I mean those are all the possible responses I have and usually I’m too busy with life to even look at my statistics. Bless my academics for that, otherwise I would be obsessing over mys stats all day long, lol.

So those were my thoughts on the topic. What do you do when your posts don’t do very well?

What is your definition of a post doing well? For me it’s more comments rather than views

Do you think you can get too caught up in a post doing well rather than writing about what you love?

8 thoughts on “Let’s Talk Bookish: When A Post Doesn’t Do Very Well

  1. When i’m in my more depressed state, I get contemplating if this is all worth it and wether or not I should just dissapear and all that 😬. but in the end I do love writing, and all the little tasks that blogging give me (though it does feel overwhelming at times..)

    I have this wierd thing happening where- sometimes the posts I work hard on it works less good than the one i’ve anxiously doubt about not being enough … which get an increasingly amount of comments and stuff. I don’t quite understand 🤭

    Liked by 1 person

  2. I’m a bit obsessed with stats (in general, not just on the blog) so I always notice when a post doesn’t do well, or even worse, when a week goes by with very low engagement. The thing that I try to remind myself of is that months have passed by where I didn’t have the time and/or energy to engage or comment on any blogs, and that didn’t have anything to do with the quality of people’s posts. So I imagine that something similar is going on in other people’s lives. Maybe it’s midterms, bad mental health, a bust work week, whatever, that keeps my post from doing well.
    I think it just makes me sad though, because part of why I blog is for the discussion and for the interaction with others. So it makes me upset when I don’t get that kind of interaction. I do try to engage more with others and link and promote my posts when they don’t do well, but at the end of the day sometimes posts just don’t do well! I guess that’s just something you have to accept when you decide to run a blog!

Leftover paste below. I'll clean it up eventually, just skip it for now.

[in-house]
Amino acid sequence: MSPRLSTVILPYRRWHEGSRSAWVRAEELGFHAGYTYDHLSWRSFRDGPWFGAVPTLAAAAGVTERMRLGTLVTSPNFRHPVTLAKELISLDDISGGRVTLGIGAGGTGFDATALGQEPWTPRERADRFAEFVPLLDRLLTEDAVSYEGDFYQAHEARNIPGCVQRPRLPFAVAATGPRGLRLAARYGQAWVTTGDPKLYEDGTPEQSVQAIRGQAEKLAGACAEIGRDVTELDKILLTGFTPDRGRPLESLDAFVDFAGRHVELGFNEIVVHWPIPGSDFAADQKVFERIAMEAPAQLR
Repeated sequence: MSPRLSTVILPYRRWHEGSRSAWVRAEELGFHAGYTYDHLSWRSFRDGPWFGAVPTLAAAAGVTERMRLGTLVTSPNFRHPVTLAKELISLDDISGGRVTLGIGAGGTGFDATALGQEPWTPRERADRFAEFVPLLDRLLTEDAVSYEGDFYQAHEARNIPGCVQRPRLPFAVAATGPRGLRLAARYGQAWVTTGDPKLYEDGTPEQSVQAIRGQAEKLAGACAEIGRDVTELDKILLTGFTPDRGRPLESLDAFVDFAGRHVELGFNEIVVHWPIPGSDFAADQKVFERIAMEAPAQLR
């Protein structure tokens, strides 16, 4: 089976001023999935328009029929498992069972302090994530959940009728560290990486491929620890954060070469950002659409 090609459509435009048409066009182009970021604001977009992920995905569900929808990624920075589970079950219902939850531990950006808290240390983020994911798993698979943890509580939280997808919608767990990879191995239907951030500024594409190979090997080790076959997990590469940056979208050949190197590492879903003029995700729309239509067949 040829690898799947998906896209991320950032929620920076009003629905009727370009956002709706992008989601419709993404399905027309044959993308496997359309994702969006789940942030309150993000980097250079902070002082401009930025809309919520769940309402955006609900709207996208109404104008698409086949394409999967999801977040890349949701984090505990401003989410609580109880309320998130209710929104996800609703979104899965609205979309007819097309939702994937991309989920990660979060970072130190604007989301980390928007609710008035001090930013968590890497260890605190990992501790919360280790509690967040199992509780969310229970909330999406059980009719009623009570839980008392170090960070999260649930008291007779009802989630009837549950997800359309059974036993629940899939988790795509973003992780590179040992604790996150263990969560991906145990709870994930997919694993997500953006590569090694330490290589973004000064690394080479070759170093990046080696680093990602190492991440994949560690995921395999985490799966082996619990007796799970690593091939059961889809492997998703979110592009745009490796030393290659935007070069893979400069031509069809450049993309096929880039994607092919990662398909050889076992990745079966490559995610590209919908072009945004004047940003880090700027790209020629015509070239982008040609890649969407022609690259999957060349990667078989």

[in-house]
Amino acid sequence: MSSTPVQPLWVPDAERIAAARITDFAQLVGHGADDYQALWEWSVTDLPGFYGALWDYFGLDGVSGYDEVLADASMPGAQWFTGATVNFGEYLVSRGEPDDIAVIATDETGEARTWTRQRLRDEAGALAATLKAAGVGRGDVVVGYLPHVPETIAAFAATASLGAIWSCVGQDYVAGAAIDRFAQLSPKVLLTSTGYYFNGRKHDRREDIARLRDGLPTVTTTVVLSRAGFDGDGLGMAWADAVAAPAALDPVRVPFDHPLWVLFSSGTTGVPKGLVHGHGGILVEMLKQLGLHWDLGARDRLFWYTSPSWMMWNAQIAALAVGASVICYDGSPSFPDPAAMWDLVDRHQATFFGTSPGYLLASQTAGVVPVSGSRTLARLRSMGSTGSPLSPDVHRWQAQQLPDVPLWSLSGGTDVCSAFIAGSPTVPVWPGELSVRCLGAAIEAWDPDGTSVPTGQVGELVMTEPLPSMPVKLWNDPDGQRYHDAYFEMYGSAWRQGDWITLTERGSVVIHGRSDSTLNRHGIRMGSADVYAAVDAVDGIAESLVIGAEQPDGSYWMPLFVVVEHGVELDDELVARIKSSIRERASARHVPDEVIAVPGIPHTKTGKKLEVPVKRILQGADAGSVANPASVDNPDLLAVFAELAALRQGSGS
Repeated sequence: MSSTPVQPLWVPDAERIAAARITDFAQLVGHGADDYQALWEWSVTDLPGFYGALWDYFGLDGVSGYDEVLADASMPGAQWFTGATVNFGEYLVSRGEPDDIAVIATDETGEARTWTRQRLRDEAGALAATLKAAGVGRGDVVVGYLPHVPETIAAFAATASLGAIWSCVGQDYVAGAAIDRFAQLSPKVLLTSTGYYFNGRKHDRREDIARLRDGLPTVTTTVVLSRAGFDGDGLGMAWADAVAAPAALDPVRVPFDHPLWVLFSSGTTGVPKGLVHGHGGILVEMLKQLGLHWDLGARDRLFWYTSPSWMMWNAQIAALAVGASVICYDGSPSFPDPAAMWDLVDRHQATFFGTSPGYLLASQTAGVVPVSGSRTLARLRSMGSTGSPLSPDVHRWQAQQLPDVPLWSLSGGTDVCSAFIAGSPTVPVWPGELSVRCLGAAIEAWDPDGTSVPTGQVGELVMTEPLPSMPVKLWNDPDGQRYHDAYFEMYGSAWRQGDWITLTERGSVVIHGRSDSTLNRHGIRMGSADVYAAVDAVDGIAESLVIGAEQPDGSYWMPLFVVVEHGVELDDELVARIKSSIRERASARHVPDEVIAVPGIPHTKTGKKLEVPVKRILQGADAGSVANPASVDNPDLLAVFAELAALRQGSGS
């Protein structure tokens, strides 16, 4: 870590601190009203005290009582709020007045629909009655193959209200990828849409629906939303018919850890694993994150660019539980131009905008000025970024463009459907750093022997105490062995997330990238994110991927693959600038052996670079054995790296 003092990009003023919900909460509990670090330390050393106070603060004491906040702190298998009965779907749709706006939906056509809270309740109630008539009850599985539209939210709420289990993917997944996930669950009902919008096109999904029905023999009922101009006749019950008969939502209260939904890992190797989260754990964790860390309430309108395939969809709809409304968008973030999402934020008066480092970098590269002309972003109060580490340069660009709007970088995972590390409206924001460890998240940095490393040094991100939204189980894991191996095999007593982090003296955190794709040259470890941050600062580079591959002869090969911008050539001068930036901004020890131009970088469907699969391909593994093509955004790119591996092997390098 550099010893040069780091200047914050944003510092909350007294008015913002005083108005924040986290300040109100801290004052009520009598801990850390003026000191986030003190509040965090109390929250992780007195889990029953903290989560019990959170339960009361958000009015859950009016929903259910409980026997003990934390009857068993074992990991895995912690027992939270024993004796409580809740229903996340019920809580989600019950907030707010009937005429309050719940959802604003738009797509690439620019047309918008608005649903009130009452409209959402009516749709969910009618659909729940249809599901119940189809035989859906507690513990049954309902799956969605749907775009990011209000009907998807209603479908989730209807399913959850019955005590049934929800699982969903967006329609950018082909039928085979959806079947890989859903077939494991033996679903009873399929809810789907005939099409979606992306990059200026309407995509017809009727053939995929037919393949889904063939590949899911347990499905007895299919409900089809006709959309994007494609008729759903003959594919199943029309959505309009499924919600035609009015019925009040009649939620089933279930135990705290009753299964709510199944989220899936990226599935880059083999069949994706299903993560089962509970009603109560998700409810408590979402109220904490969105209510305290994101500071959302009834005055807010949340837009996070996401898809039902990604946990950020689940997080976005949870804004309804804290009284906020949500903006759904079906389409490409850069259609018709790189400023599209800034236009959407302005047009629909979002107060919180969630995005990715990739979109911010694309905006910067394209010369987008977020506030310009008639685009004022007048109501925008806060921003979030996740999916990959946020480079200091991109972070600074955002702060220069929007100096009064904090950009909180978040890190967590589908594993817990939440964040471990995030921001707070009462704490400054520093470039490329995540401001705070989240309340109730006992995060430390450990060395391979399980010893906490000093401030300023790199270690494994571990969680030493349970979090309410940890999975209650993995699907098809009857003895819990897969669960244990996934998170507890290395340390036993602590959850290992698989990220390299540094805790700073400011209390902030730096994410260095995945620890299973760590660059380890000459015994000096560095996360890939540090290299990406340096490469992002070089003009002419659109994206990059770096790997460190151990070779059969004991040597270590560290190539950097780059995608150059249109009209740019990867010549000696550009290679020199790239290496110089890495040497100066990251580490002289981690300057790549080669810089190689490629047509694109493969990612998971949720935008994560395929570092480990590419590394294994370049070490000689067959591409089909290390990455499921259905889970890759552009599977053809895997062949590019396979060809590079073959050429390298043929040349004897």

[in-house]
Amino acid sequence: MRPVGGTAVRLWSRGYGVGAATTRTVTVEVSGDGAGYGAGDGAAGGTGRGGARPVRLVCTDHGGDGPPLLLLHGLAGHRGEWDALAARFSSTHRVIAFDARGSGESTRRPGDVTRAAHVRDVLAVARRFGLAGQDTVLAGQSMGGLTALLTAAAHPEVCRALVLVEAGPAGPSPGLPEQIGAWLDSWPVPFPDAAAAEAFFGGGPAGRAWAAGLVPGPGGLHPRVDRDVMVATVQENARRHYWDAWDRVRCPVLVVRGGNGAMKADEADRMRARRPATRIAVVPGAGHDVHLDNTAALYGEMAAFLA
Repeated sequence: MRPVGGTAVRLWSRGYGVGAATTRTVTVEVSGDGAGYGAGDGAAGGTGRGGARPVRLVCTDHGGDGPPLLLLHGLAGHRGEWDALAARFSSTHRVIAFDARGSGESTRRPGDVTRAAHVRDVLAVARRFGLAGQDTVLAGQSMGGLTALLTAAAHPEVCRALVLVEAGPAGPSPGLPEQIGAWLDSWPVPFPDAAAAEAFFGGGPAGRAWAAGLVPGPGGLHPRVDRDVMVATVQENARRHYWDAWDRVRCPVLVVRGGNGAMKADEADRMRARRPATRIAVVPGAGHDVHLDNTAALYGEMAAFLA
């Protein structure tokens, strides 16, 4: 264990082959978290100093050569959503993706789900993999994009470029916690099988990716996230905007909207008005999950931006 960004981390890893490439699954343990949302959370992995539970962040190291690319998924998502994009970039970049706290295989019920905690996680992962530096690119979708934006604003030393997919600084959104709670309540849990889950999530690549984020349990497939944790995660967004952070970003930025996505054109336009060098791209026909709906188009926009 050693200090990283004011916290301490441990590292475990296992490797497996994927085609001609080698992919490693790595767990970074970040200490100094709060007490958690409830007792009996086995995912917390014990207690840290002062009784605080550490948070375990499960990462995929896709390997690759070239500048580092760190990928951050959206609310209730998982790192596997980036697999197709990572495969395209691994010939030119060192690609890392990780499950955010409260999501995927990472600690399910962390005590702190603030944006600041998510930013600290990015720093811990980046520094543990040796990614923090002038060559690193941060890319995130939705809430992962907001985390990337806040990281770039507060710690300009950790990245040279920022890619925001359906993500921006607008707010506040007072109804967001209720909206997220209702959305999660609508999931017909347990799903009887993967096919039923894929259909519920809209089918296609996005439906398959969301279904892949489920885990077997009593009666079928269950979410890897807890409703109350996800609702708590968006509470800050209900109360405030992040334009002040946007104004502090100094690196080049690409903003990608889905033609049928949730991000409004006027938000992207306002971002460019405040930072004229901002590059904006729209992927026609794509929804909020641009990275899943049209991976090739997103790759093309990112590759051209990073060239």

Liked by 1 person

    • Ah, yes that’s a great point of view to look at it from. I know I’m terrible at blog hopping around my exams 🙈

      Oh my god, so true. Like the engagement and overall discussion on any bookish content on instagram and other social media is so less and unsatisfactory. Talking about things in the comments section is definitely one of my favorite things about blogging 😊

      Liked by 1 person

  3. This is such an interesting topic and it’s also very important to address.
    I started my blog just to keep track of my reading. I did no promotion and yet, somehow, people started liking my posts and reading them. From there, I started to actively engage with other bloggers and work on promoting my posts. I loved it when I was at my peak and receiving comments and likes on my posts.

    But then I needed to go on a hiatus and when I returned, I found myself struggling to get the same level of interaction with others. Even now, I struggle to get likes, retweets, or comments on my posts.

    At the end of the day, I just remind myself that my goal with blogging is to have fun and share my thoughts on the books I read. As difficult as it can be at times, I need to stop worrying about the engagement and just enjoy myself. I also have to acknowledge that I have limited free time and am doing the best I can with the resources that I have.

    Great post! It’s really made me think a lot!

    Liked by 1 person

    • Oh wow, that’s so interesting! I never knew that your blog started out that way.
      Ah yes, sometimes long hiatuses unfortunately mean less engagement on your return, although I’m not quite sure why.
      Yes! I hope you don’t forget that, even on days when it’s easy to worry about stats and engagement. I’m so glad that this post made you think ❤